A solution to city transport chaos never put to test

Published at 12:05am on July 26, 2017

TRANSPORT owners running their vehicles under a few transport companies on specific routes has come to be talked about for a few years now. Decisions have finally started going ahead in this direction as transport owners and workers have agreed, as New Age reported on Tuesday, to run their buses under such a coordinated transport management in the capital city, where about 20.5 million trips, of all vehicles, take place, according to information referring to a 2011 study given on the Dhaka Transport Coordination Authority web site, on an average working day. This has earlier also been viewed as a solution to the chaotic traffic — marked by shortage of public transport, the poor and rickety condition of the vehicles, route wars between transport operators, harassment of passengers instigated by profit motives of transport companies and, above all, brief periods of transport operators holding passengers hostage on some occasions — but this has never been tried and put to test. There have been a number of plans, experiments and their execution by relevant authorities in the past but none of them has so far been able to effectively streamline the city transport sector and afford the needed relief to passengers.
It is in this context that the meeting that city authorities held with the Dhaka Road Transport Owners’ Association on Monday brings to the fore efforts to resolve the transport problem of the city. This could entirely be a failure but as all other efforts made earlier have failed to produce any good for city dwellers, the new approach should at least for once be tried. About 5,000 buses would run on major routes under six companies, which means that there would be no unhealthy competition between transport operators. Once the plan is set rolling, 4,000 more buses would be put into service, which is supposed to ease the city traffic problem. And as buses more than five years old are planned to be carrying staff and students, the problem is likely to ease further. City authorities have also talked about setting up bus depots at Uttara, Mirpur, Mohammadpur, Phulbaria and Kanchpur, a central workshop and a driving institution, some other problems such as the parking of vehicles on the road that narrows the road space for traffic should automatically be resolved. But what the authorities concerned need to look into is that the plan for low interest rate on the purchase of bus, which might open further scope for financial irregularities, is not abused and is strictly monitored.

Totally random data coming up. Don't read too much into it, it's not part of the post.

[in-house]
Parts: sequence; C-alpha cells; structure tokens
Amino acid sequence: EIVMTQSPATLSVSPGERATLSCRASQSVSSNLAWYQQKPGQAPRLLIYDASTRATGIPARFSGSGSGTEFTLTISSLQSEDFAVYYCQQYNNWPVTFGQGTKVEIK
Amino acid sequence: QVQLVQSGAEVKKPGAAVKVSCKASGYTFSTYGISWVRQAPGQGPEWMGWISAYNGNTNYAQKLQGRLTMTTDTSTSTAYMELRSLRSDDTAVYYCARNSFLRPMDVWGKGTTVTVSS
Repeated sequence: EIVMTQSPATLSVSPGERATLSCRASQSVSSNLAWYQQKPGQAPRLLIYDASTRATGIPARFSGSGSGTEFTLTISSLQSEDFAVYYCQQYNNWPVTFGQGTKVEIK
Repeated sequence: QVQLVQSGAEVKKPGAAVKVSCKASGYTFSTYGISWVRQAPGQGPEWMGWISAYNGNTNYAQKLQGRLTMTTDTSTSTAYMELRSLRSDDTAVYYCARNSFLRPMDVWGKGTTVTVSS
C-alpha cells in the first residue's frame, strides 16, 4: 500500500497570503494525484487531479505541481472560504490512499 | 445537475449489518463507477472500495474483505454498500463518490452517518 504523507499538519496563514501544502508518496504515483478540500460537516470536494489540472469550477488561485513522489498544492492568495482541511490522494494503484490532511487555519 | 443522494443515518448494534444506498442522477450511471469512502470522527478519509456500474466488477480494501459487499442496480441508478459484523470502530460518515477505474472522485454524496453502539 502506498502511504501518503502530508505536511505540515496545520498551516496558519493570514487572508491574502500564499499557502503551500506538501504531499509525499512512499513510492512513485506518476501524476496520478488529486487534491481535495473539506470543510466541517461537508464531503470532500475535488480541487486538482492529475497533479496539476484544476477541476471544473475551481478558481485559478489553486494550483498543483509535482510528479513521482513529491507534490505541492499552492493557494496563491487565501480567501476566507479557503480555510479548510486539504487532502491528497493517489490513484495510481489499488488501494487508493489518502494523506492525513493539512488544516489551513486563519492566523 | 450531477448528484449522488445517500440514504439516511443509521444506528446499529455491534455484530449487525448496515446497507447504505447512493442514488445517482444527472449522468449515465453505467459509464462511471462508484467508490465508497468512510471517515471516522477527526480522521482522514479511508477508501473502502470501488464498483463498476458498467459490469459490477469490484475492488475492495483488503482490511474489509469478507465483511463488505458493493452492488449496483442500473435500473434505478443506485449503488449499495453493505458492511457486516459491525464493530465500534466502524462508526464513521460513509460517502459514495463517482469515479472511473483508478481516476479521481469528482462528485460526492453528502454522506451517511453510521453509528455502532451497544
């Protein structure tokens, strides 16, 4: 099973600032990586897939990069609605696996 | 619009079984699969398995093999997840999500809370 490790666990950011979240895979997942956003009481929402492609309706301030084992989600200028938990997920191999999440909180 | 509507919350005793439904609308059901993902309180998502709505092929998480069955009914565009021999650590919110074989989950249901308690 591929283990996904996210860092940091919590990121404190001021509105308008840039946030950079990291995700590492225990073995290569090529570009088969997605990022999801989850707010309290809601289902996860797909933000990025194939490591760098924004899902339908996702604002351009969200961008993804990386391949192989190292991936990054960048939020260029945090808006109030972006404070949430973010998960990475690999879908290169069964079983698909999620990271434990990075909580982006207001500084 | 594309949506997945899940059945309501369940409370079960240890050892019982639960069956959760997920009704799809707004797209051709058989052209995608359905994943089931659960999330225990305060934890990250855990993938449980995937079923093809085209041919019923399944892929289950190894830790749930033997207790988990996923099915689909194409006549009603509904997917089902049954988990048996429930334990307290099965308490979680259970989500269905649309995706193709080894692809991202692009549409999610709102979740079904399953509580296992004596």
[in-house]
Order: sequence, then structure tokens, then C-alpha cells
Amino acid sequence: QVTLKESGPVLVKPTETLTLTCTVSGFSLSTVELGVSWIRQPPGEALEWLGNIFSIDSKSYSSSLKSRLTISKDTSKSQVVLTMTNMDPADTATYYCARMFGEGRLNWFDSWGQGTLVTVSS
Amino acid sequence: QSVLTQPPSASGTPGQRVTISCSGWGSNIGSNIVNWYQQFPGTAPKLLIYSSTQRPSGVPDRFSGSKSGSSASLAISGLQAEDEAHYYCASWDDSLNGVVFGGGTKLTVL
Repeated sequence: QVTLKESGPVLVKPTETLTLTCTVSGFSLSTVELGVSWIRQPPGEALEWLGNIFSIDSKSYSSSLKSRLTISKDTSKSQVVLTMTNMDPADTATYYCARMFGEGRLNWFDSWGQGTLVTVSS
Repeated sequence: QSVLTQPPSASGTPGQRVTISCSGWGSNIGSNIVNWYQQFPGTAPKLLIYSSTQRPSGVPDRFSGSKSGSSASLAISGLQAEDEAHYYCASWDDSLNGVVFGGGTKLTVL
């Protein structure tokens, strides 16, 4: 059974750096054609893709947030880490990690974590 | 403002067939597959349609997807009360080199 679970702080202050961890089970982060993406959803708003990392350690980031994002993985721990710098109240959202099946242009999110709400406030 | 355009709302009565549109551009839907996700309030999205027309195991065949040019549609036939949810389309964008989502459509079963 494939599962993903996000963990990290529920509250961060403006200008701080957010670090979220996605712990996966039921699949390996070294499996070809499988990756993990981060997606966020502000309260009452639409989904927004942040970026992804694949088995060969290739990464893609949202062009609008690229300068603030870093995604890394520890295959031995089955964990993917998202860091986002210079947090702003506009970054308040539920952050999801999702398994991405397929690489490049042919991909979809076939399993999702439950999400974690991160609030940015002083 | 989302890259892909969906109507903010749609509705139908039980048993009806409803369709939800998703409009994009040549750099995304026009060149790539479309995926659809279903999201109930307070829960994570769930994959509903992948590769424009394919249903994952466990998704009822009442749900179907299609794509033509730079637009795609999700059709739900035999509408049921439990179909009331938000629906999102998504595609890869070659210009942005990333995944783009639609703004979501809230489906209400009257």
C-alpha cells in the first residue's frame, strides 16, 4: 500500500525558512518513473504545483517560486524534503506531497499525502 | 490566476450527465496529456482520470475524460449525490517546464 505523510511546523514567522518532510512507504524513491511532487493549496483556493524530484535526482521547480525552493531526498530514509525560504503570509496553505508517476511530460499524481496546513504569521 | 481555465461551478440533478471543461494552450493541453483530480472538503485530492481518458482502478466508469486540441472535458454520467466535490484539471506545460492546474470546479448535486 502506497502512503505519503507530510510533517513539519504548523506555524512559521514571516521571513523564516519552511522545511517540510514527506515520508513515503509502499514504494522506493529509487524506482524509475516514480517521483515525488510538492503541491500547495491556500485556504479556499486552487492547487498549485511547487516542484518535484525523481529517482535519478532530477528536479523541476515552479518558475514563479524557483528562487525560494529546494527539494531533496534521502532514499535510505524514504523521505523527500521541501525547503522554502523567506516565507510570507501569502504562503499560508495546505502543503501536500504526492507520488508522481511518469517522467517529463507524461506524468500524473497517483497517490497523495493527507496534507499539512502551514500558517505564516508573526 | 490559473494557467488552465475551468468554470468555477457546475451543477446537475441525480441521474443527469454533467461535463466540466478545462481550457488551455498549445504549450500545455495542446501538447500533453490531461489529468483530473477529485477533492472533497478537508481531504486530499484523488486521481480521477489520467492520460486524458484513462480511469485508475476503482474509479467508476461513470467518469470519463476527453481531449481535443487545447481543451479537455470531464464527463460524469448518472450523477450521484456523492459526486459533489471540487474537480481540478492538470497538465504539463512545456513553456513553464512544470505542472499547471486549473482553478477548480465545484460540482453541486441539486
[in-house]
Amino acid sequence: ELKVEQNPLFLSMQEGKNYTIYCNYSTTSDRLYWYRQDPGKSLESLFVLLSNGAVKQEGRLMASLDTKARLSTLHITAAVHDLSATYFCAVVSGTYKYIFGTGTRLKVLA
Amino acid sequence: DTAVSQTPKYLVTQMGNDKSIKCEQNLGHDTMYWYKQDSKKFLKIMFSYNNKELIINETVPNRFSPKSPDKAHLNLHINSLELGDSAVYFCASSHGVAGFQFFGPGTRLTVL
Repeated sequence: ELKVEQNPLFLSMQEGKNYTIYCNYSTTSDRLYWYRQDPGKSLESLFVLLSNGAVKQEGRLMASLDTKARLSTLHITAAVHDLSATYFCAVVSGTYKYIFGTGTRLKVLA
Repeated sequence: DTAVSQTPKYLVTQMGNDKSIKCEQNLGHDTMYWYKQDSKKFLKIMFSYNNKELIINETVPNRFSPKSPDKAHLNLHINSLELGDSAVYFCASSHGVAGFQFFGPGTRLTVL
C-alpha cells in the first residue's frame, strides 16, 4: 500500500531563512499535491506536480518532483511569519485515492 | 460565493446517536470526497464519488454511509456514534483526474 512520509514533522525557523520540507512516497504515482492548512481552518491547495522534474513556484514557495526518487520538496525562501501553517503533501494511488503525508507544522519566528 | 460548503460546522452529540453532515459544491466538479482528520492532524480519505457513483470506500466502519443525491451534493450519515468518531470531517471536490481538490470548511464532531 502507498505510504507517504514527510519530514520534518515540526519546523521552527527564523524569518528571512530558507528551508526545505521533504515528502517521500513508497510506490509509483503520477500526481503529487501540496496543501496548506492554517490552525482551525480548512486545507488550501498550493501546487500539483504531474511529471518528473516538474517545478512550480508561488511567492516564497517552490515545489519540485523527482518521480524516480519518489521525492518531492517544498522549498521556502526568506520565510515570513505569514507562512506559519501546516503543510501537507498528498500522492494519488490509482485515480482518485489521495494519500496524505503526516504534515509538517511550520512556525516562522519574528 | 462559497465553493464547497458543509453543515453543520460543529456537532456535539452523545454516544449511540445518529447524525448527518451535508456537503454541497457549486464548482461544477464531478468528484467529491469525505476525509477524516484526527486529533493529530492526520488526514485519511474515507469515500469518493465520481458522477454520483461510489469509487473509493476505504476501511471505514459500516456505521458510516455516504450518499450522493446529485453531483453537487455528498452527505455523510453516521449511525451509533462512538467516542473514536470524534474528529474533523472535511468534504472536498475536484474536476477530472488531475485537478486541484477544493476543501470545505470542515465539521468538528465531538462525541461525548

City authorities have already had the consent of all the 140 transport companies that run buses in the capital city. It is now time for the stakeholders — mainly city authorities and transport owners — to go ahead collectively to execute the plan as it will benefit the government, the transport owners and the passengers. The government, under the circumstances, must enable the environment for the stakeholders, with proper policy support and legal framework, to iron out the chaos on city roads.